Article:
Several people desire a flowering plant to enjoy within their Boston home once their gardens have gone to sleep for the winter. Truthfully, it’s a difficult order to fill but not impossible if you choose the right selection. Scented and unscented geraniums make excellent candidates and seem to thrive both indoors and outdoors if properly cared for. Be mindful of areas with a lot of sunlight for placement, a weekly watering schedule and the occasional task of removing dead leaves and unhealthy stems. Plant food should also be put into the mix every few weeks to ensure an adequate amount of nutrients. Another flowering possibility is marigolds, which seems to also transition easily from one place to the next. More durable than some of your other garden varieties, these pretty little blooms will provide a cheerful burst of color and appealing scent with little maintenance required. Winter is just around the corner, so pick out your favorites and start building an indoor garden that will keep you entertained until the warmth of the summer returns once again.
Suzie Canale is the Founder and President of The Women's Lockerroom Foundation, has written four children books, works at the Westwood Public Library and raises two sons.
Guest blogger Jon Bornstein of Newton, Massachusetts returns to share his insight and observations on autumn in New England. Exotic Flowers of Boston is honored to have our friend Jonathan share is writing skills. We have received great feedback from his guest writing and cannot wait to share his blog posts. Not only is Jonathan enjoyable to read, but he is also an avid flower buyer at Exotic Flowers. Jonathan and his company L. Bornstein are both top clients at Exotic Flowers in Boston where they send flowers throughout the world.
Autumn In New New England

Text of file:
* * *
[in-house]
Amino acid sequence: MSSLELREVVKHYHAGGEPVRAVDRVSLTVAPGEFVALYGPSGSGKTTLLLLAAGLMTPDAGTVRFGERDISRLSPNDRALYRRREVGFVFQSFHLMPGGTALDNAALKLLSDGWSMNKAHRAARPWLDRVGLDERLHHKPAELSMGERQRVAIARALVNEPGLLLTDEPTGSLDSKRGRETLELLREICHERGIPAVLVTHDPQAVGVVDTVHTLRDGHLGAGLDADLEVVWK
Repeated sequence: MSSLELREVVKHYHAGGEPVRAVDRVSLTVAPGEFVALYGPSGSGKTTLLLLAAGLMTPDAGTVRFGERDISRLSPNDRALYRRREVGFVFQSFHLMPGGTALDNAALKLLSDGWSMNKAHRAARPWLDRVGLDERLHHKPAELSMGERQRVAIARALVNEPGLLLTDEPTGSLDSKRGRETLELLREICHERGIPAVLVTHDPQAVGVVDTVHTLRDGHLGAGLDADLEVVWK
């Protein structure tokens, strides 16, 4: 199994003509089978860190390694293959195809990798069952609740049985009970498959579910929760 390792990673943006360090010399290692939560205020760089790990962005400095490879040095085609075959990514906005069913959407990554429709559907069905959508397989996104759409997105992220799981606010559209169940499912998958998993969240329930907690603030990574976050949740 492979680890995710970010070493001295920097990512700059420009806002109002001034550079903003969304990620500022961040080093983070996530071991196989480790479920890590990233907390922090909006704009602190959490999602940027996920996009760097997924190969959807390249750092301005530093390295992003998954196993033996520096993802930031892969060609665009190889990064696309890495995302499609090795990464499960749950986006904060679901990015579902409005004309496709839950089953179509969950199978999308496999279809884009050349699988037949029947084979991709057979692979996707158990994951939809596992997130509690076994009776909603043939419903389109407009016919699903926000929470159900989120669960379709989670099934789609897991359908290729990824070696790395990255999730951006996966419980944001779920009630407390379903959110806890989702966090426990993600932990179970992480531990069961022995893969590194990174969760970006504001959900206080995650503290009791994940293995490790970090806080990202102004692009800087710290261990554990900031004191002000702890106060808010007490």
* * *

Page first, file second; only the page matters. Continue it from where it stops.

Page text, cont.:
- Autumn is upon us, and with it arrives appetizing phrases like “pumpkin spice” and “apple cider”. That’s right, kids, the Sandwich Guy’s got food on the brain as usual, and the ushering in of the fall harvest season brings the opportunity to experience home-made and fresh baked foodstuffs of every size, shape and flavor at farm stands, fairs and festivals from Westerly to Waterville. At our DNA’s core resides the vestiges of our ancestor’s hunter/gatherer instincts, so for goodness’ sake heed their call and get out to your local orchards and farms while the weather is inviting and the festival season is in full gear.
I like my fruits and vegetables just fine, but I LOVE baked goods made with them even better. Pie, crumble, cobbler, I don’t discriminate. I love’em all. Heat it up, top it off with a dollop (love that word) of whipped cream and pass me my share and yours, too. I guarantee you won’t enjoy it as much as I will.
This time of year is truly magical with edible adventures. Just this past weekend my family was redirected from one of our favorite farms for apple picking (Apple Crest in Hampton, NH, anyone?) when we got word that there was a Cranberry Harvest Celebration at Tihonet Village in Wareham, MA. Rides and activities for the kids, bog tours by tractor and helicopter for the adults, and most importantly, food of every sort imaginable from food trucks, farm stands, and fair booths for the whole family.